Turtle Habitat Improvement 

All of Ontario's Native turtle species are listed as Species at Risk. One of the main reasons why is due to habitat destruction. 

Habitat Destruction

Wetlands of all kinds are being destroyed in the face of urban expansion. Wetlands are filled in then built upon for human use and can easily become contaminated. 
You can alter this trend by protecting existing wetlands from development and degradation by sharing their importance and visiting wetlands. If you own property adjacent to or containing wetlands you can improve its use as turtle habitat and nesting area. 
Litter can be detrimental to wildlife, including turtles. This Snapping Turtle become stuck in a discarded plastic ring causing a deformity. It is important to always dispose of waste correctly, recycling where possible to support the health of our ecosystems.
Photo: Adopt-a-Pond, Toronto Zoo.

How you can Help Turtle Habitat:

1. By preserving existing healthy habitat on your land or supporting wetlands and parks such as Wye Marsh to conserve wetland habtiats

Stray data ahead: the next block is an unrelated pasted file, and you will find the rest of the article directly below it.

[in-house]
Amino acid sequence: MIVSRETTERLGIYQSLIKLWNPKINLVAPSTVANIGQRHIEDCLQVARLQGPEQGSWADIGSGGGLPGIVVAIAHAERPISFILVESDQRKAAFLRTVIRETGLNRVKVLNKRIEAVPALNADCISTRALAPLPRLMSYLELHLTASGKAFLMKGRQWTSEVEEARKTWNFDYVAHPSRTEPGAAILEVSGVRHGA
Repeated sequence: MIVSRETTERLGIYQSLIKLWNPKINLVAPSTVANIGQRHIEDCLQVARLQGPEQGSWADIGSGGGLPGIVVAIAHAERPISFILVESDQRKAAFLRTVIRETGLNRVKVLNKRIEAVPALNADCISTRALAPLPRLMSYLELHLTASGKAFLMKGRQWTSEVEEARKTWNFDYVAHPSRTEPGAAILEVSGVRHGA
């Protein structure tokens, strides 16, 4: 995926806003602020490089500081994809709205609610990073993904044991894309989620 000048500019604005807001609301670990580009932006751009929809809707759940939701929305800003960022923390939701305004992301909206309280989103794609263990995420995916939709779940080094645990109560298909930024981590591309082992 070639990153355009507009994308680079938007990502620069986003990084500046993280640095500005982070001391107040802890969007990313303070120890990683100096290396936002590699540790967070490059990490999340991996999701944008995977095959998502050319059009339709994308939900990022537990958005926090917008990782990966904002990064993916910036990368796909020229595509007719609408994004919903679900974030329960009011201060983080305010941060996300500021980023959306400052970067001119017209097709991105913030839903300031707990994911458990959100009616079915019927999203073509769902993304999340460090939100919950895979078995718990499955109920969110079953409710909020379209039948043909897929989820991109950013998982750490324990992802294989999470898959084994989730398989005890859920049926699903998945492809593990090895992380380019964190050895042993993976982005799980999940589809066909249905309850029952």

2. By improving existing wetlands  
3. By creating new habitat
By preserving wetlands we can assure these biodiversity hotspots will continue to remain healthy and productive for years to come. 
Most habitats could use some improvements. Degradation happens in various ways over time and a little work can have marked improvements.  Improvements to habitats on your property may include ensuring you have a wide variety of native plant species in and around the water, adding logs to the water for basking sites, and cutting back overgrown vegetation to ensure an open natural shoreline. 
Wetlands have been drained, destroyed, and filled in all over Ontario for decades due to urban expansion.  Creating new nesting areas, overwintering sites or summer habitat is critical to turtle conservation. Without safe and suitable habitat turtle populations will continue to plummet. 
In some circumstances tax breaks and funding (click here for more information) are available to those looking to protect or create wetlands on their property. The Toronto Zoo provides additional resources including details, criteria for turtle nesting habitat restoration and even step by step assistance with designing (click here for more information).